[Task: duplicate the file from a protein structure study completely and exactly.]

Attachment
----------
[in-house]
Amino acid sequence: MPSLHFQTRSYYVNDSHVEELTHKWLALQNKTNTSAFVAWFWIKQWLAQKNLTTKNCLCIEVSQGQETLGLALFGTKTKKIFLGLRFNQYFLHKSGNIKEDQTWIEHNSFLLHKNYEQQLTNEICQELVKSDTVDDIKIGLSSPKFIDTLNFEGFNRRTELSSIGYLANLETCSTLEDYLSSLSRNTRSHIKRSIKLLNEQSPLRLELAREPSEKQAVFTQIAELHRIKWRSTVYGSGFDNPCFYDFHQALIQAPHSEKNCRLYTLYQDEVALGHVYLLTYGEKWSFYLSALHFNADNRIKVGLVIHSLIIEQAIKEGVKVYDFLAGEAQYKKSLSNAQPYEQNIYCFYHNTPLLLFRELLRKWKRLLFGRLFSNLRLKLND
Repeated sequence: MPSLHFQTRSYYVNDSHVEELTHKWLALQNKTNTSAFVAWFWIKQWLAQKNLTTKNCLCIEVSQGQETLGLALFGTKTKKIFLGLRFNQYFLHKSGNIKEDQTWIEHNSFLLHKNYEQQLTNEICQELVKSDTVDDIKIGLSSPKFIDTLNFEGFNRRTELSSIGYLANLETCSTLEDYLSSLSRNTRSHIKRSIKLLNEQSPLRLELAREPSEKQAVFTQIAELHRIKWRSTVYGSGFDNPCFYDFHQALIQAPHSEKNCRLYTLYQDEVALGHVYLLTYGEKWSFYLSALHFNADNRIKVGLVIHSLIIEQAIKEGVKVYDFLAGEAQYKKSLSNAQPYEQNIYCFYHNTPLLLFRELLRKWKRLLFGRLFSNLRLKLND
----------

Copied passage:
[in-house]
Amino acid sequence: MPSLHFQTRSYYVNDSHVEELTHKWLALQNKTNTSAFVAWFWIKQWLAQKNLTTKNCLCIEVSQGQETLGLALFGTKTKKIFLGLRFNQYFLHKSGNIKEDQTWIEHNSFLLHKNYEQQLTNEICQELVKSDTVDDIKIGLSSPKFIDTLNFEGFNRRTELSSIGYLANLETCSTLEDYLSSLSRNTRSHIKRSIKLLNEQSPLRLELAREPSEKQAVFTQIAELHRIKWRSTVYGSGFDNPCFYDFHQALIQAPHSEKNCRLYTLYQDEVALGHVYLLTYGEKWSFYLSALHFNADNRIKVGLVIHSLIIEQAIKEGVKVYDFLAGEAQYKKSLSNAQPYEQNIYCFYHNTPLLLFRELLRKWKRLLFGRLFSNLRLKLND
Repeated sequence: MPSLHFQTRSYYVNDSHVEELTHKWLALQNKTNTSAFVAWFWIKQWLAQKNLTTKNCLCIEVSQGQETLGLALFGTKTKKIFLGLRFNQYFLHKSGNIKEDQTWIEHNSFLLHKNYEQQLTNEICQELVKSDTVDDIKIGLSSPKFIDTLNFEGFNRRTELSSIGYLANLETCSTLEDYLSSLSRNTRSHIKRSIKLLNEQSPLRLELAREPSEKQAVFTQIAELHRIKWRSTVYGSGFDNPCFYDFHQALIQAPHSEKNCRLYTLYQDEVALGHVYLLTYGEKWSFYLSALHFNADNRIKVGLVIHSLIIEQAIKEGVKVYDFLAGEAQYKKSLSNAQPYEQNIYCFYHNTPLLLFRELLRKWKRLLFGRLFSNLRLKLND